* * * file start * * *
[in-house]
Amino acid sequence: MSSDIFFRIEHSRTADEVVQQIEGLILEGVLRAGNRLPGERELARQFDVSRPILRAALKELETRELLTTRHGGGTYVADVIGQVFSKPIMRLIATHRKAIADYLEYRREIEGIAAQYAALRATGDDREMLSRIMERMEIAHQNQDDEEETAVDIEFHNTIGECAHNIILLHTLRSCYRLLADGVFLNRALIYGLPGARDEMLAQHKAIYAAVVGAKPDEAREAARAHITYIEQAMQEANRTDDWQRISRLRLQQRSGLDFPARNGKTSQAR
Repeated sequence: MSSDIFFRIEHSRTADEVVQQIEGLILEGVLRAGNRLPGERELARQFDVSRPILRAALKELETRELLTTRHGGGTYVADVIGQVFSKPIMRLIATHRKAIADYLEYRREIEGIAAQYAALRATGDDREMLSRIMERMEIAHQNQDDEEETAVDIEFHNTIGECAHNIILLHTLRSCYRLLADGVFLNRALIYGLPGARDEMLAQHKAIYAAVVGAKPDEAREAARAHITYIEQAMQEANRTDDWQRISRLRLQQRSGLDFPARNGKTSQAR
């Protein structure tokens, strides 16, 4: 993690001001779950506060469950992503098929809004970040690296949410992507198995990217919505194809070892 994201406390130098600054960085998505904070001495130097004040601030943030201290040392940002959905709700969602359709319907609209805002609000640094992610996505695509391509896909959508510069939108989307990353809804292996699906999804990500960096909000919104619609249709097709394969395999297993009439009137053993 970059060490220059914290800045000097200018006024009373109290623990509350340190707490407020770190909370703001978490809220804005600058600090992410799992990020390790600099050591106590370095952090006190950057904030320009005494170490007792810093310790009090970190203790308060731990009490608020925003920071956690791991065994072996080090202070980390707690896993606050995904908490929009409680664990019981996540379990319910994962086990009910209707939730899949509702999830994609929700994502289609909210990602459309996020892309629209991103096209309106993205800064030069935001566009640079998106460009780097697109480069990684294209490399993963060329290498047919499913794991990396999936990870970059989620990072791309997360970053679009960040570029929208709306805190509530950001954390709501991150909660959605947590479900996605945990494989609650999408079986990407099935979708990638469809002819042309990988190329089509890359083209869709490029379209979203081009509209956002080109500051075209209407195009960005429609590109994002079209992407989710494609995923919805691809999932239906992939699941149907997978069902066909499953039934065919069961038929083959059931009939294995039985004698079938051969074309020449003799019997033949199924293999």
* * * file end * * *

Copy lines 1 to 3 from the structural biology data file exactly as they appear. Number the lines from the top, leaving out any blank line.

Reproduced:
[in-house]
Amino acid sequence: MSSDIFFRIEHSRTADEVVQQIEGLILEGVLRAGNRLPGERELARQFDVSRPILRAALKELETRELLTTRHGGGTYVADVIGQVFSKPIMRLIATHRKAIADYLEYRREIEGIAAQYAALRATGDDREMLSRIMERMEIAHQNQDDEEETAVDIEFHNTIGECAHNIILLHTLRSCYRLLADGVFLNRALIYGLPGARDEMLAQHKAIYAAVVGAKPDEAREAARAHITYIEQAMQEANRTDDWQRISRLRLQQRSGLDFPARNGKTSQAR
Repeated sequence: MSSDIFFRIEHSRTADEVVQQIEGLILEGVLRAGNRLPGERELARQFDVSRPILRAALKELETRELLTTRHGGGTYVADVIGQVFSKPIMRLIATHRKAIADYLEYRREIEGIAAQYAALRATGDDREMLSRIMERMEIAHQNQDDEEETAVDIEFHNTIGECAHNIILLHTLRSCYRLLADGVFLNRALIYGLPGARDEMLAQHKAIYAAVVGAKPDEAREAARAHITYIEQAMQEANRTDDWQRISRLRLQQRSGLDFPARNGKTSQAR